Web Application Securityx

joeneetscompetitiveΑσφάλεια

3 Νοε 2013 (πριν από 3 χρόνια και 9 μήνες)

80 εμφανίσεις

Dusan

Palider


MSCE


Lockheed Martin


Web Apps


Web Services


Windows Services


Windows Mobile Apps


Windows Apps


Security Standards Development


Languages
-

.Net
, Java, Ajax, SQL


Testing Tools/Processes


Introduction


Code Review


OWASP & OWASP Top 10


More on Injection & XSS


Q&A


Do not try any of the techniques discussed in this
presentation on a system you do not own.


It is illegal and you will get caught.


do you use the internet?


visit forums/pages?


use multiple tabs in your browser?


use online banking?


you are logged into your bank page


in a separate tab you visit a forum (or a webpage)


in the forum/page someone placed a JS code that
executes and transfers money out of your account


a very unsafe forum site or an evil page


allows the attacker to upload the script


slightly unsafe bank site


allows the script to execute.. but there may not be much
the bank can do here



code specific to a bank


which bank?


HSBC


Chase


Bank Of America


Key Bank



Code Review


// set up connection and select string


string
connStr

= "Data
Source=.
\
\
SQLEXPRESS;AttachDbFilename=|
DataDirector
y
|
\
\
Database1.mdf;Integrated Security=
True;User

Instance=True";



string
sqlString

= "SELECT * FROM
userTable

WHERE
userID

= '" +
userID

+ "' AND password = '" +
userPwd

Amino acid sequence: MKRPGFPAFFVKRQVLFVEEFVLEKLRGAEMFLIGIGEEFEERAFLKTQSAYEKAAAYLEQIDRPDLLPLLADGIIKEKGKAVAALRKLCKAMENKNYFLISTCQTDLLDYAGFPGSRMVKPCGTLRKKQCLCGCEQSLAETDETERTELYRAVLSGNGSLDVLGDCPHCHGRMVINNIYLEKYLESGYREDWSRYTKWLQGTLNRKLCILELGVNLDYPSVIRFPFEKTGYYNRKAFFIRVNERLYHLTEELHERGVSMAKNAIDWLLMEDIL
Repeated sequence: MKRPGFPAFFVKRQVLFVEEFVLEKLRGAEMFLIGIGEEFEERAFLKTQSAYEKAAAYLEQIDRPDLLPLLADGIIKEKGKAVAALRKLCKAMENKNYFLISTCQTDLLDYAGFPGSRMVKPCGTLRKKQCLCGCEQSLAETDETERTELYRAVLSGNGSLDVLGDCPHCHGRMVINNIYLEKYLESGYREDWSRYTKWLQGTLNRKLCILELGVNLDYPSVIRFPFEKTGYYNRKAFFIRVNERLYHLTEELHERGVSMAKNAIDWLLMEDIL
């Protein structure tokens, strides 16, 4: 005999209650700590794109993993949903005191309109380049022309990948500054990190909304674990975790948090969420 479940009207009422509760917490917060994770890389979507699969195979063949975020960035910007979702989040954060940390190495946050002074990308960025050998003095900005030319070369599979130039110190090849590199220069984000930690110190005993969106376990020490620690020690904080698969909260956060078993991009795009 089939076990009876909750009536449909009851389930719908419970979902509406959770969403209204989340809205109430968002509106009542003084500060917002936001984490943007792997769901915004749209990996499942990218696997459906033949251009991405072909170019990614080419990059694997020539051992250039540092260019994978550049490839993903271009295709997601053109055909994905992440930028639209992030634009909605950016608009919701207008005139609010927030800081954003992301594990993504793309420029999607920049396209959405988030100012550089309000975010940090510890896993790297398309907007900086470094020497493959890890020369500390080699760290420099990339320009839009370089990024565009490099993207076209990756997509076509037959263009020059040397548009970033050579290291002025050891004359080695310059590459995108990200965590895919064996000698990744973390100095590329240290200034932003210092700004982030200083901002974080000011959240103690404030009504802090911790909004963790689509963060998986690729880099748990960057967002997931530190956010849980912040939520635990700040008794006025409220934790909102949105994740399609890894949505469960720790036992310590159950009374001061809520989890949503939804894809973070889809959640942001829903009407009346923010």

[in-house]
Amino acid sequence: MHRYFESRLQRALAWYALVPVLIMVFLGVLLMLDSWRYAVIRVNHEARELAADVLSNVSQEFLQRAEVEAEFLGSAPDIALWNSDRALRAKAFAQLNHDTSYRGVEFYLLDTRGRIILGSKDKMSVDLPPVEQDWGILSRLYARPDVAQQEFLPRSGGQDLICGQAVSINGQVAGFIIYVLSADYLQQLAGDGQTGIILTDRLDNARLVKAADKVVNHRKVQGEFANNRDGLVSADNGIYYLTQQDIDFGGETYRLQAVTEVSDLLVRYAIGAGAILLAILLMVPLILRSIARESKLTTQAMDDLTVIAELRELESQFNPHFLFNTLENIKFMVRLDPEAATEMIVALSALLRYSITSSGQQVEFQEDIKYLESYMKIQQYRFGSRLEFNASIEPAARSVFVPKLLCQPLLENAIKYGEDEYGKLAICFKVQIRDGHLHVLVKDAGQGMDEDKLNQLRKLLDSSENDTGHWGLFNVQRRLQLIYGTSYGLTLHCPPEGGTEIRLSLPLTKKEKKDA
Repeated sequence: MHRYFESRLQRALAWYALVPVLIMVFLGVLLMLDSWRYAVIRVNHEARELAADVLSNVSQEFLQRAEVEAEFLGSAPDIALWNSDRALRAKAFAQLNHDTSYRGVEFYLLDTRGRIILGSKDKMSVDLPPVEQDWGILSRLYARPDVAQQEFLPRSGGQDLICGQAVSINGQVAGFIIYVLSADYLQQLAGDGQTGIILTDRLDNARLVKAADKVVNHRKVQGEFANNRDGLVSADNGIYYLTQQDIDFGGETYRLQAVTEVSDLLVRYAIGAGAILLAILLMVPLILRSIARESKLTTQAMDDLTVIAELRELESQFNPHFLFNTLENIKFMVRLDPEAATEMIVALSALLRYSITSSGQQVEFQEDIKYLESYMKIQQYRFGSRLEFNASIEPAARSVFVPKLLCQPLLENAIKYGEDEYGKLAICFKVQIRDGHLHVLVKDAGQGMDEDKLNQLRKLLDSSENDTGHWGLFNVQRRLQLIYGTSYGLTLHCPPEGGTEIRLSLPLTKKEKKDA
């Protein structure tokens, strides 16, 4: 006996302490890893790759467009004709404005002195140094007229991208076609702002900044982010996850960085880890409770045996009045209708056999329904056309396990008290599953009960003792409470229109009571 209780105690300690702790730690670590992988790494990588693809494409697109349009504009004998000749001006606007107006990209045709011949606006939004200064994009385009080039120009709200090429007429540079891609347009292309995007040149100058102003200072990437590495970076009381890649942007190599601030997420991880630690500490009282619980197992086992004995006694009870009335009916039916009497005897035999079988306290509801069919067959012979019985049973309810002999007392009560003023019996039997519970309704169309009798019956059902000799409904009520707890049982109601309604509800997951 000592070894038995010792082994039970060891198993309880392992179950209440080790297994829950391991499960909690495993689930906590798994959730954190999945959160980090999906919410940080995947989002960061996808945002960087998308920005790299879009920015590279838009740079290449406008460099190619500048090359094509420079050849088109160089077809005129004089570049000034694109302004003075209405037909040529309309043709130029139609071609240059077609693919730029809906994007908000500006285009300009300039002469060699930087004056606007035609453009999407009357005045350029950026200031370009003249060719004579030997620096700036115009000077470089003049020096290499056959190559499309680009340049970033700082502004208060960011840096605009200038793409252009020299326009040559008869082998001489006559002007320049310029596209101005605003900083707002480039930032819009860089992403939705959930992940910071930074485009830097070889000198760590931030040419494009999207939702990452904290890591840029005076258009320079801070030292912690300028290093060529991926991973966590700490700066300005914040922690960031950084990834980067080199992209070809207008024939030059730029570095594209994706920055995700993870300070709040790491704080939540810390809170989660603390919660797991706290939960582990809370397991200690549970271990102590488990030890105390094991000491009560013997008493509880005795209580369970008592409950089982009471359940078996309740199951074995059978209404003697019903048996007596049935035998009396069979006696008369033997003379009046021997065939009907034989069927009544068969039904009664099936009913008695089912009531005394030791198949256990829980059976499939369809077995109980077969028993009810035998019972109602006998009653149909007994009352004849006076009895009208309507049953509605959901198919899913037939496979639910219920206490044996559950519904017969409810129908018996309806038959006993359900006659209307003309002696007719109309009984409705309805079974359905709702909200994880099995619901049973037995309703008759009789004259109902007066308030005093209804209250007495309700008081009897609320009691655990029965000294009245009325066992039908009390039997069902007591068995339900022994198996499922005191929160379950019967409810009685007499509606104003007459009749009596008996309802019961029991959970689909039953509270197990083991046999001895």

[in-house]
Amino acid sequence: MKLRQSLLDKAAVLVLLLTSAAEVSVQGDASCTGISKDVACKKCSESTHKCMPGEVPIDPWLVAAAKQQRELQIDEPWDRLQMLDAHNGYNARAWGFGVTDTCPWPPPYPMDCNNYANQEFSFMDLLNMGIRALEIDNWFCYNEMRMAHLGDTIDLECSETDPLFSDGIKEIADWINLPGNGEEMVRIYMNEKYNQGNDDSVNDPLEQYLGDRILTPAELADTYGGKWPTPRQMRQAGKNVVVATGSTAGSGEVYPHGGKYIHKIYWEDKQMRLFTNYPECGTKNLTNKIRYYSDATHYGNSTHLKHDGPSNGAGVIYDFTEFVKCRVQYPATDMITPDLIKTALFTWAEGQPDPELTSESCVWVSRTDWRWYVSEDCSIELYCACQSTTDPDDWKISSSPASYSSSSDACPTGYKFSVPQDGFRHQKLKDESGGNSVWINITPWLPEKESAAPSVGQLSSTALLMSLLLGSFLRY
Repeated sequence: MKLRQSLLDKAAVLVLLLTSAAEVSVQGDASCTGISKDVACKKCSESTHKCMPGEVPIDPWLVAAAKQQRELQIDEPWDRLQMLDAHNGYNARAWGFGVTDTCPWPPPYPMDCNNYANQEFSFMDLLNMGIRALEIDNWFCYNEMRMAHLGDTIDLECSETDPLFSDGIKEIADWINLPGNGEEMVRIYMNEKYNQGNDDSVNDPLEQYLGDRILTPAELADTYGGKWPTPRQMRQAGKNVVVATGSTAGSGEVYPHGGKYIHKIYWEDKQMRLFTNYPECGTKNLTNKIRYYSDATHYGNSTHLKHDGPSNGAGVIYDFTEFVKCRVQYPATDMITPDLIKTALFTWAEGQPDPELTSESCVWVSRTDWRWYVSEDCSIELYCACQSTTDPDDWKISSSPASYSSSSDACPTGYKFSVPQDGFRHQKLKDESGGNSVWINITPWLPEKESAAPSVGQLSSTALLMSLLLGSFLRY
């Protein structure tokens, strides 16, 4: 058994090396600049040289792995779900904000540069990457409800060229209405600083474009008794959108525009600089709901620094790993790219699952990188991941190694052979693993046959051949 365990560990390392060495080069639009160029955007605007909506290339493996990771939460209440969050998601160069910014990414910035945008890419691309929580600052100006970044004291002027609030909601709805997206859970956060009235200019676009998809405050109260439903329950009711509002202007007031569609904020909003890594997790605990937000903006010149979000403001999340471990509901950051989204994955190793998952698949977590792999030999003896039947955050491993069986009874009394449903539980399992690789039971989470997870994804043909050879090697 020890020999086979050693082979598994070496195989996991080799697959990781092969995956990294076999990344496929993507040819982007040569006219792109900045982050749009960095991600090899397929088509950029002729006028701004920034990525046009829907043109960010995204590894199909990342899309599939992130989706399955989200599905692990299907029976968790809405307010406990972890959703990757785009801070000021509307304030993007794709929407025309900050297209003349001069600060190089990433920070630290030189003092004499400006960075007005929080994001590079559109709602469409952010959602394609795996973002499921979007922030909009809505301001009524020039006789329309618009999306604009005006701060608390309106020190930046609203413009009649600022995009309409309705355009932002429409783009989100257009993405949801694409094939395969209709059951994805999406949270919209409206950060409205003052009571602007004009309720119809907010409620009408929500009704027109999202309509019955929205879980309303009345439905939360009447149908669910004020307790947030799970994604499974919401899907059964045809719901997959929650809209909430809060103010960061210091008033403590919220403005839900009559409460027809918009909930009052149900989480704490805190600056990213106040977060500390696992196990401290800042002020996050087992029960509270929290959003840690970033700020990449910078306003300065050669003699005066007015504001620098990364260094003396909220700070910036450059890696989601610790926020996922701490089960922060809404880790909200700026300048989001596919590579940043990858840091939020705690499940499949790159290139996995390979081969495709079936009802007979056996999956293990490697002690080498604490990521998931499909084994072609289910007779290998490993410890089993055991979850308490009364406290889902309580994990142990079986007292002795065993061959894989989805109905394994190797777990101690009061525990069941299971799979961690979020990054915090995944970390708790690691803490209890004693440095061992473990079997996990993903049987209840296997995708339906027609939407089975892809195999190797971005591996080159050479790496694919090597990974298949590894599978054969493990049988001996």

+ "'";



// setup my objects


SqlConnection

myConn

= new
SqlConnection
(
connStr
);


SqlDataAdapter

myDA

= new
SqlDataAdapter
(
sqlString
,
myConn
);




try



{



// getting data from the database



myConn.Open
();



DataSet

myDS

= new
DataSet
();



myDA.Fill
(
myDS
);




// if we have rows, means username and password matches



if (
myDS.Tables
[0].
Rows.Count

> 0) { return true; }



else { return false; }



}



catch (Exception ex)



{



// if we had an exception, refuse user and display the error



lblError.Text

=
ex.Message
;



return false;



}



finally



{



// if the connection is open, close it



if (
myConn.State

==
ConnectionState.Open
) {
myConn.Close
(); }



}

Owasp

to the rescue


www.owasp.org


The Open Web Application Security Project


“a … not
-
for
-
profit worldwide charitable organization
focused on improving the security of application
software”



top 10 vulnerabilities


updated every year


for 2010:


A1: Injection


A2: Cross
-
Site Scripting (XSS)


A3: Broken Authentication and Session Management


A4: Insecure Direct Object References


A5: Cross
-
Site Request Forgery (CSRF)


A6: Security
Misconfiguration



A7: Insecure Cryptographic Storage


A8: Failure to Restrict URL Access


A9: Insufficient Transport Layer Protection


A10:
Unvalidated

Redirects and Forwards



What:


attacker gets the application to carry out a command


How:


we allow unsafe input to get into an interpreter &
execute it as a command


What to do:


canonicalize and validate user input


encode application output


use parameterized queries


don’t call OS directly
-

use APIs that wrap OS


use ESAPI library




What:


attacker executes a script against a user


How:


we allow unsafe input containing a script to be carried
out against an unsuspecting user visiting a website


What to do:


canonicalize and validate user input


encode application output


use Microsoft’s
AntiXSS

library


use ESAPI library


What:


attacker manages to impersonate another user


How:


we do not manage the session properly or use an unsafe
authentication


What to do:


clear out the session @ start and @ end


do not store session ID in URL


store and transport user credentials safely (SSL)


ask user to re
-
authenticate before carrying out a
sensitive operation


expire session after a timeout




What:


the application exposes a direct object reference to the